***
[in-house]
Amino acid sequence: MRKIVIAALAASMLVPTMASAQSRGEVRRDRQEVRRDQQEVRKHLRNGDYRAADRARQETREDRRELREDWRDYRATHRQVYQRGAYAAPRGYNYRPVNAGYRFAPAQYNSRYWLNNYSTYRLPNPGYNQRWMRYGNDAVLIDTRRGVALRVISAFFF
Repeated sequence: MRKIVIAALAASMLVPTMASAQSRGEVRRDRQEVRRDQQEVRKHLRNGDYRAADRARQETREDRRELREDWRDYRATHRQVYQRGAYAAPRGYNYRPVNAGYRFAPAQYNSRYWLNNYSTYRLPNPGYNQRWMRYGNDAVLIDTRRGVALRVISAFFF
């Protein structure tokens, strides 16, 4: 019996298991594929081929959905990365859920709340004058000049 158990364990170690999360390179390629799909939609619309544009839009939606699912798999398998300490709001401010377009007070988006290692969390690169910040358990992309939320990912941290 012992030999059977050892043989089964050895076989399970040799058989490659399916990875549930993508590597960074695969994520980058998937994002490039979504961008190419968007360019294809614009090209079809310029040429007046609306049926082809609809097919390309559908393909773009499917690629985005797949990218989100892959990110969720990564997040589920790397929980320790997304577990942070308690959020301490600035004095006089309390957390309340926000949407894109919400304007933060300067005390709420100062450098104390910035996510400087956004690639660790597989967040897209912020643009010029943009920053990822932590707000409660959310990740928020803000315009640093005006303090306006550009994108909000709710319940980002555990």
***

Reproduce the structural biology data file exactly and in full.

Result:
[in-house]
Amino acid sequence: MRKIVIAALAASMLVPTMASAQSRGEVRRDRQEVRRDQQEVRKHLRNGDYRAADRARQETREDRRELREDWRDYRATHRQVYQRGAYAAPRGYNYRPVNAGYRFAPAQYNSRYWLNNYSTYRLPNPGYNQRWMRYGNDAVLIDTRRGVALRVISAFFF
Repeated sequence: MRKIVIAALAASMLVPTMASAQSRGEVRRDRQEVRRDQQEVRKHLRNGDYRAADRARQETREDRRELREDWRDYRATHRQVYQRGAYAAPRGYNYRPVNAGYRFAPAQYNSRYWLNNYSTYRLPNPGYNQRWMRYGNDAVLIDTRRGVALRVISAFFF
């Protein structure tokens, strides 16, 4: 019996298991594929081929959905990365859920709340004058000049 158990364990170690999360390179390629799909939609619309544009839009939606699912798999398998300490709001401010377009007070988006290692969390690169910040358990992309939320990912941290 012992030999059977050892043989089964050895076989399970040799058989490659399916990875549930993508590597960074695969994520980058998937994002490039979504961008190419968007360019294809614009090209079809310029040429007046609306049926082809609809097919390309559908393909773009499917690629985005797949990218989100892959990110969720990564997040589920790397929980320790997304577990942070308690959020301490600035004095006089309390957390309340926000949407894109919400304007933060300067005390709420100062450098104390910035996510400087956004690639660790597989967040897209912020643009010029943009920053990822932590707000409660959310990740928020803000315009640093005006303090306006550009994108909000709710319940980002555990």